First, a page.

The Wedding Banquet stars Winston Chao as Wai-Tung, a Taiwanese businessman living in New York. Mitchell Lichtenstein (director of Teeth) plays Simon, Wai-Tung's American boyfriend. Wai-Tung's parents are eager for him to get married, and when they come to visit him in New York he has to pretend that he is not gay. The plot now seems overly familiar, and La Cage Aux Folles (remade as The Birdcage) is a superior treatment of a similar scenario.
The cross-cultural problems of immigrant life are not explored, though the film is a commentary on the tension between traditional expectations and contemporary realities. Much of this tension is played for laughs, though the final reel is more subdued. The director has a cameo as one of the guests at the wedding banquet.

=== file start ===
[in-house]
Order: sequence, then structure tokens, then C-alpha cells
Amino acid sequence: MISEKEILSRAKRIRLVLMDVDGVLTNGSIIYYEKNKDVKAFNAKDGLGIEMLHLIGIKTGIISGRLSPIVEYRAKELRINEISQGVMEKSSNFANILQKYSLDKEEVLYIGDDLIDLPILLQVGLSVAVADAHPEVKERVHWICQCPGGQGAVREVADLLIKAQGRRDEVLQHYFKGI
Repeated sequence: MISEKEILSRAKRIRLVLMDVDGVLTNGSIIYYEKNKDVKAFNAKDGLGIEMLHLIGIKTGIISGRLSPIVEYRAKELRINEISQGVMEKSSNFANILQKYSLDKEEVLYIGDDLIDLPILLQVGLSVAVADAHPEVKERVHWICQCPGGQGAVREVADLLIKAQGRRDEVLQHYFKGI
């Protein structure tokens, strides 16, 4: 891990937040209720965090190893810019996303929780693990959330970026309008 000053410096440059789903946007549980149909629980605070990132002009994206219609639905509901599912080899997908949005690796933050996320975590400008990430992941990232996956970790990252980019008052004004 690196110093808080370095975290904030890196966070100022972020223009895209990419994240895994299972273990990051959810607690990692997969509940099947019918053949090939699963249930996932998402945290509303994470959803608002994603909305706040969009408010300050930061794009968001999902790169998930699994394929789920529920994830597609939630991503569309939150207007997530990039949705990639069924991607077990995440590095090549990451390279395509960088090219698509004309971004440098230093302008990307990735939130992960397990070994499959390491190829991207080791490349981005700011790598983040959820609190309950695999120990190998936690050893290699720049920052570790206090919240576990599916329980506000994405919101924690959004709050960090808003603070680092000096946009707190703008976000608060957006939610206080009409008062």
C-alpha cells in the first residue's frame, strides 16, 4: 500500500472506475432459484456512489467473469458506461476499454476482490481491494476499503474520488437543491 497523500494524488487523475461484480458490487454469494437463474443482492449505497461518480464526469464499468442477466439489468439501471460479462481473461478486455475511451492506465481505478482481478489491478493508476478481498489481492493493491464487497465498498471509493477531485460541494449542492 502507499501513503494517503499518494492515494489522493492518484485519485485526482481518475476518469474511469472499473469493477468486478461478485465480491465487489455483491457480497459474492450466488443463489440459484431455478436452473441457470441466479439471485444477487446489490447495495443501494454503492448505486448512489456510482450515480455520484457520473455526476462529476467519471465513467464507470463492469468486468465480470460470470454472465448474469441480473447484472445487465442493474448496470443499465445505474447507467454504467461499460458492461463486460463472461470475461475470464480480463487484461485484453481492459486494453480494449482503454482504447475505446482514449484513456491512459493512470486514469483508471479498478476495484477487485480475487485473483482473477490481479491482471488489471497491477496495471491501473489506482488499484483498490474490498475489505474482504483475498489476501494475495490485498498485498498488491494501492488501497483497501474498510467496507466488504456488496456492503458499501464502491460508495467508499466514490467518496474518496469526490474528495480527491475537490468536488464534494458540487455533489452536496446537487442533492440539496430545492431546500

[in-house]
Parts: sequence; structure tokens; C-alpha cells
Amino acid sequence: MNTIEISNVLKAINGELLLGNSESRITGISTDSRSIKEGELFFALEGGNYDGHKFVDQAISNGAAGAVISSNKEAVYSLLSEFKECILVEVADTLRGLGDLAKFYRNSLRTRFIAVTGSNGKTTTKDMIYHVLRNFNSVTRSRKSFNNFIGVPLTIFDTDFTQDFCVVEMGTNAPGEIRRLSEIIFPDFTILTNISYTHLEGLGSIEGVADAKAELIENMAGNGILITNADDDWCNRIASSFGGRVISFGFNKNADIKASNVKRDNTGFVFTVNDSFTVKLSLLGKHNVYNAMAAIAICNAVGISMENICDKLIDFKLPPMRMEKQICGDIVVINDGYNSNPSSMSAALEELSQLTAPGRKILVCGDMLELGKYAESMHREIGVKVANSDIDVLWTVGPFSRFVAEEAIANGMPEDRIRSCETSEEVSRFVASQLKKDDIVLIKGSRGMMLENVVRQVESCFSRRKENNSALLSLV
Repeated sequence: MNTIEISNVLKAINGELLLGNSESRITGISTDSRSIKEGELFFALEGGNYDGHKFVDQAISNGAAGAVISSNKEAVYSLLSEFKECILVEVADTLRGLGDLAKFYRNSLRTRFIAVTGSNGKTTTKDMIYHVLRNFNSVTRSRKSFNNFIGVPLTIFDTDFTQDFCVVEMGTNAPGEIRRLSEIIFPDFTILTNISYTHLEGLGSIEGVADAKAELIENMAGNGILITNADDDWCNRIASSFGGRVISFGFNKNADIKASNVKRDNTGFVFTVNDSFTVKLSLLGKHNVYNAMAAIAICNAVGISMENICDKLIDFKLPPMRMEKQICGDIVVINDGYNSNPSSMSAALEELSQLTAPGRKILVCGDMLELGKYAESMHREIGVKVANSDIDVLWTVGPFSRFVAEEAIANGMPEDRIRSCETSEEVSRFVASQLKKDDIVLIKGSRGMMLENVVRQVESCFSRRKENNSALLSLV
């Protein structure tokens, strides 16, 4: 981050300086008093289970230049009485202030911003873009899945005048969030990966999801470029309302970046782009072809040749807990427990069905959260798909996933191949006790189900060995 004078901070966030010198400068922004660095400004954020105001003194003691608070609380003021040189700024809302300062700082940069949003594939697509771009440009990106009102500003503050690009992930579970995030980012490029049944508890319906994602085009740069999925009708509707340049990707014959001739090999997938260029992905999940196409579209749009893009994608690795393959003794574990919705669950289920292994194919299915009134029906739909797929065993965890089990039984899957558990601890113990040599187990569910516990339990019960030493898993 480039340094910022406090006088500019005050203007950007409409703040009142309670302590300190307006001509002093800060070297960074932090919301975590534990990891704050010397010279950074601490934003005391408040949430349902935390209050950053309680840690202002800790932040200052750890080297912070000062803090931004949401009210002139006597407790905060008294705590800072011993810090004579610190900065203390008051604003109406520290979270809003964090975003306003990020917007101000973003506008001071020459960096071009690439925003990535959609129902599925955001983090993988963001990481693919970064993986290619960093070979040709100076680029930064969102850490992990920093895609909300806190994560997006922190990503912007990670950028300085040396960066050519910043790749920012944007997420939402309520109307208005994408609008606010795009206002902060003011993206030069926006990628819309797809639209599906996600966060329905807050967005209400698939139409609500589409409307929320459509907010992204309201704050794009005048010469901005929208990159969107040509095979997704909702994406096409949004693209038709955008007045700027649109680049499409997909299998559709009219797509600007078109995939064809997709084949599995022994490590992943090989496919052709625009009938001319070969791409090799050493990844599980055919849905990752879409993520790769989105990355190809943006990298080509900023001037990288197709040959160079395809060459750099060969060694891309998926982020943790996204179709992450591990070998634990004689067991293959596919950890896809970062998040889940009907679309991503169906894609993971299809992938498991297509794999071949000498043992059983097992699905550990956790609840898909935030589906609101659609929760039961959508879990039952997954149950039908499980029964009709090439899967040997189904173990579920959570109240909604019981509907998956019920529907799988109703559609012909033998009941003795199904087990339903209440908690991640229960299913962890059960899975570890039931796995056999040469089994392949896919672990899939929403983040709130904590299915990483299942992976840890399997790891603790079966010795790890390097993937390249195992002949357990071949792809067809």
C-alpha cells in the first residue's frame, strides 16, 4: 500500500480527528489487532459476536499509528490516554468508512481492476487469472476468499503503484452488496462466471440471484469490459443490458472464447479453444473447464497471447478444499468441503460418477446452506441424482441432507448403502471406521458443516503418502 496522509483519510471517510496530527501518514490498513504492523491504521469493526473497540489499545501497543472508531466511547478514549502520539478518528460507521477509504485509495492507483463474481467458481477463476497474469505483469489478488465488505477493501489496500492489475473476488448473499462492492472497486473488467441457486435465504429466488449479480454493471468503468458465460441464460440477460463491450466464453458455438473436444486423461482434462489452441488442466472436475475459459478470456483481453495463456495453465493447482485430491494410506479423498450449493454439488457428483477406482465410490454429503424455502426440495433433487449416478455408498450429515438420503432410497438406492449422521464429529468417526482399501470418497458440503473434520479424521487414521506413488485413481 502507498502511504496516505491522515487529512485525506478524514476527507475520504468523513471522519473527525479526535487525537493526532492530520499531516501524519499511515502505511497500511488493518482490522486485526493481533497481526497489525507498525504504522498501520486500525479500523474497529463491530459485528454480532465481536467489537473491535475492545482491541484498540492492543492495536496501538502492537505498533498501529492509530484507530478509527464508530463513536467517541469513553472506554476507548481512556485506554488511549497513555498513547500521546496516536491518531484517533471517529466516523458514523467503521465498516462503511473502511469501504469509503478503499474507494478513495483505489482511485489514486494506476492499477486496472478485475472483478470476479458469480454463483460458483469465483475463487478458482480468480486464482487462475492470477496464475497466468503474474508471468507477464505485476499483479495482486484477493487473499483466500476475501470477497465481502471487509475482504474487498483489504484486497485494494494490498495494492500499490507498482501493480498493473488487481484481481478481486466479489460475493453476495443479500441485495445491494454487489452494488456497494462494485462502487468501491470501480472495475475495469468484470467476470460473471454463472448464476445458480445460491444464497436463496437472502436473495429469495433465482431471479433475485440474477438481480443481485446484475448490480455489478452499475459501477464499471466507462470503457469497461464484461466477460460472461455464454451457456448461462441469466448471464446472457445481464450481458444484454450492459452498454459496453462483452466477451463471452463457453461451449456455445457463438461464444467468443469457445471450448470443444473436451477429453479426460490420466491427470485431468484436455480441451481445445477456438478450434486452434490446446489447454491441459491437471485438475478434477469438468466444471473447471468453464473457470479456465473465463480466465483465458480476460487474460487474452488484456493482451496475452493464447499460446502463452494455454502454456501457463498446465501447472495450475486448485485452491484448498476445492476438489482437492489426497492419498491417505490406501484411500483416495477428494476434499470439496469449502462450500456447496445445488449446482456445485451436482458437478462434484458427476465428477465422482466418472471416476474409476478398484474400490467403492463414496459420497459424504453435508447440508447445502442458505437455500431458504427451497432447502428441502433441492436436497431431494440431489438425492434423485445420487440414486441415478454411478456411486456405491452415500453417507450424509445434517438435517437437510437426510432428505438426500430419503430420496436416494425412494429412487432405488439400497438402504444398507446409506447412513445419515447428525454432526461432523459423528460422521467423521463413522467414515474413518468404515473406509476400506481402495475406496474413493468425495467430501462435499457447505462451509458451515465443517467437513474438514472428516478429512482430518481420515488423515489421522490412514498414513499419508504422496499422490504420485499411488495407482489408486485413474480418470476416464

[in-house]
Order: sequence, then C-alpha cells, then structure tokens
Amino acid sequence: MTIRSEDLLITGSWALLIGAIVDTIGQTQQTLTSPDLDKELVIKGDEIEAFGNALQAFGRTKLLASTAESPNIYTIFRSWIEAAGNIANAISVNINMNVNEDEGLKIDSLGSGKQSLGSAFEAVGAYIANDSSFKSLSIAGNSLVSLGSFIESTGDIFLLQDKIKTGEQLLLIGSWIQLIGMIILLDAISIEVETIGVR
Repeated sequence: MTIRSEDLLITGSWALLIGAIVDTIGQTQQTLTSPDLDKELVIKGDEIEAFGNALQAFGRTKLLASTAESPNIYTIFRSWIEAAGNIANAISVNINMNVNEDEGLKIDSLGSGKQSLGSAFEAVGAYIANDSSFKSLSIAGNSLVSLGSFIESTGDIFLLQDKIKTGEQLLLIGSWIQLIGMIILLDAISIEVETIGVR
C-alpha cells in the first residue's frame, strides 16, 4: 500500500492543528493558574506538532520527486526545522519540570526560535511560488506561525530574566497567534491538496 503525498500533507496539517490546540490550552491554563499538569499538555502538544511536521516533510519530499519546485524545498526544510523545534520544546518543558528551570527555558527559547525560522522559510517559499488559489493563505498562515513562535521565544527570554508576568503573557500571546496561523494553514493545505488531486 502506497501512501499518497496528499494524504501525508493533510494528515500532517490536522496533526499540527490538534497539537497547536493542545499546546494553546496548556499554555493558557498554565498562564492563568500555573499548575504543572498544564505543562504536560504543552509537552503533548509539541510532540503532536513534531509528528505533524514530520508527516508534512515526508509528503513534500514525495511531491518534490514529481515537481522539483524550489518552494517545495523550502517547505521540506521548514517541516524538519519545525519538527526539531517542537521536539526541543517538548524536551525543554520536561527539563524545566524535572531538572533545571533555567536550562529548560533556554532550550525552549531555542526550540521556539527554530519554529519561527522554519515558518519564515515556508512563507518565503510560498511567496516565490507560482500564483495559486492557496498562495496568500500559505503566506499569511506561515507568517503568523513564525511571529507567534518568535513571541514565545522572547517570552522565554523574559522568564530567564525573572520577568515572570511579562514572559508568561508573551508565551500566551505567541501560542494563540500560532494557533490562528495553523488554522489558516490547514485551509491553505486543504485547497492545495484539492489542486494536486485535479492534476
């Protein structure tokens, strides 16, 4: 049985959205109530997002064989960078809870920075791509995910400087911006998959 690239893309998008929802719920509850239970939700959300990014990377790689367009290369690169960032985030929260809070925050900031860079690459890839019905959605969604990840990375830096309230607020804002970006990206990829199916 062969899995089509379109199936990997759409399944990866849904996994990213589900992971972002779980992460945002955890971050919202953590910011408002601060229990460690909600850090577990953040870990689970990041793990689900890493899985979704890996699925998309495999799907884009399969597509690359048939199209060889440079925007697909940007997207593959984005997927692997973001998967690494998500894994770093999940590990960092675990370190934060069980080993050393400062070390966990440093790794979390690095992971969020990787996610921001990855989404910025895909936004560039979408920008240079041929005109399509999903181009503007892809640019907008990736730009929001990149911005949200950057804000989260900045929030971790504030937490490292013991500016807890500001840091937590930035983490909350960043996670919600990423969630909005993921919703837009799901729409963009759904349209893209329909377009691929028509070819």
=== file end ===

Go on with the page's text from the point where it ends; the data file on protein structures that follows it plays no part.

This is Ang Lee's second film set in New York, after his debut Pushing Hands. It was followed by Eat Drink Man Woman, filmed in Taiwan, though most of his subsequent films have been Hollywood productions. Alongside Tsai Ming-Liang, he was part of a second wave of Taiwanese directors to emerge in the early 1990s, after the initial Taiwanese New Wave led by Hou Hsiao-Hsien and Edward Yang.
His work has occasionally attracted controversy, notably the sexually explicit Lust, Caution and the (arguably over-rated) gay western Brokeback Mountain. His influential martial-arts film Crouching Tiger, Hidden Dragon was the most successful foreign-language film ever released in America and the UK, and is one of my ten favourite films of the decade.